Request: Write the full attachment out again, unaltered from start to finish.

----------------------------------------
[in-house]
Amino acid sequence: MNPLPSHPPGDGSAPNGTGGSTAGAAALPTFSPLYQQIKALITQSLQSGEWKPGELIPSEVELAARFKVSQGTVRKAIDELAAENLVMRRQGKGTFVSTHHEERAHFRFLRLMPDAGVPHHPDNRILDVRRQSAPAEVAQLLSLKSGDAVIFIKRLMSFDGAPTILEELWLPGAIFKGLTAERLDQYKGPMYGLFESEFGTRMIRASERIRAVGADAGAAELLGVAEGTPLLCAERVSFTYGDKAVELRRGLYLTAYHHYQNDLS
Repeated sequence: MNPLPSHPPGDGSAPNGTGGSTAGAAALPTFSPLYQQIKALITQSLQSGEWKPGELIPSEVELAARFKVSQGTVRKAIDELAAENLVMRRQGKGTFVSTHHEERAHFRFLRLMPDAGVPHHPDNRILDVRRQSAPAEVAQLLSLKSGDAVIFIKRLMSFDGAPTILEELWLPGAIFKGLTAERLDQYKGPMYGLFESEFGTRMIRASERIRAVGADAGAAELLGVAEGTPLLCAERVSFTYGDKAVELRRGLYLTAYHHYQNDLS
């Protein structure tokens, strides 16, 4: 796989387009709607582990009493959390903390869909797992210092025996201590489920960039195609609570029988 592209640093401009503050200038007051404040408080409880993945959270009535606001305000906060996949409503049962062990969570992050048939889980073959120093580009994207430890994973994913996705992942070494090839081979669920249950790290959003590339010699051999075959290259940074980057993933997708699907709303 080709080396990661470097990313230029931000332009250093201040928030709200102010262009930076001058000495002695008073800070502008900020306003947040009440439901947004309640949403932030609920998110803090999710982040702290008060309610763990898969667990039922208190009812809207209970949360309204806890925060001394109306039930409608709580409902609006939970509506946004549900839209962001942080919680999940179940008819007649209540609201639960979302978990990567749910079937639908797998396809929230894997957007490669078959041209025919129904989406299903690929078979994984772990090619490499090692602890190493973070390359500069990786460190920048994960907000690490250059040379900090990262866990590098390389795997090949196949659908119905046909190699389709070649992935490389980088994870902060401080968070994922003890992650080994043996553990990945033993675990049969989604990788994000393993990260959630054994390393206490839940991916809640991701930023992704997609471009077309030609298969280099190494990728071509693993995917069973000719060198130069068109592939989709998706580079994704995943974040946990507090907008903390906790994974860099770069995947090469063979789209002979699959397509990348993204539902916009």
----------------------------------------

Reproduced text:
[in-house]
Amino acid sequence: MNPLPSHPPGDGSAPNGTGGSTAGAAALPTFSPLYQQIKALITQSLQSGEWKPGELIPSEVELAARFKVSQGTVRKAIDELAAENLVMRRQGKGTFVSTHHEERAHFRFLRLMPDAGVPHHPDNRILDVRRQSAPAEVAQLLSLKSGDAVIFIKRLMSFDGAPTILEELWLPGAIFKGLTAERLDQYKGPMYGLFESEFGTRMIRASERIRAVGADAGAAELLGVAEGTPLLCAERVSFTYGDKAVELRRGLYLTAYHHYQNDLS
Repeated sequence: MNPLPSHPPGDGSAPNGTGGSTAGAAALPTFSPLYQQIKALITQSLQSGEWKPGELIPSEVELAARFKVSQGTVRKAIDELAAENLVMRRQGKGTFVSTHHEERAHFRFLRLMPDAGVPHHPDNRILDVRRQSAPAEVAQLLSLKSGDAVIFIKRLMSFDGAPTILEELWLPGAIFKGLTAERLDQYKGPMYGLFESEFGTRMIRASERIRAVGADAGAAELLGVAEGTPLLCAERVSFTYGDKAVELRRGLYLTAYHHYQNDLS
């Protein structure tokens, strides 16, 4: 796989387009709607582990009493959390903390869909797992210092025996201590489920960039195609609570029988 592209640093401009503050200038007051404040408080409880993945959270009535606001305000906060996949409503049962062990969570992050048939889980073959120093580009994207430890994973994913996705992942070494090839081979669920249950790290959003590339010699051999075959290259940074980057993933997708699907709303 080709080396990661470097990313230029931000332009250093201040928030709200102010262009930076001058000495002695008073800070502008900020306003947040009440439901947004309640949403932030609920998110803090999710982040702290008060309610763990898969667990039922208190009812809207209970949360309204806890925060001394109306039930409608709580409902609006939970509506946004549900839209962001942080919680999940179940008819007649209540609201639960979302978990990567749910079937639908797998396809929230894997957007490669078959041209025919129904989406299903690929078979994984772990090619490499090692602890190493973070390359500069990786460190920048994960907000690490250059040379900090990262866990590098390389795997090949196949659908119905046909190699389709070649992935490389980088994870902060401080968070994922003890992650080994043996553990990945033993675990049969989604990788994000393993990260959630054994390393206490839940991916809640991701930023992704997609471009077309030609298969280099190494990728071509693993995917069973000719060198130069068109592939989709998706580079994704995943974040946990507090907008903390906790994974860099770069995947090469063979789209002979699959397509990348993204539902916009």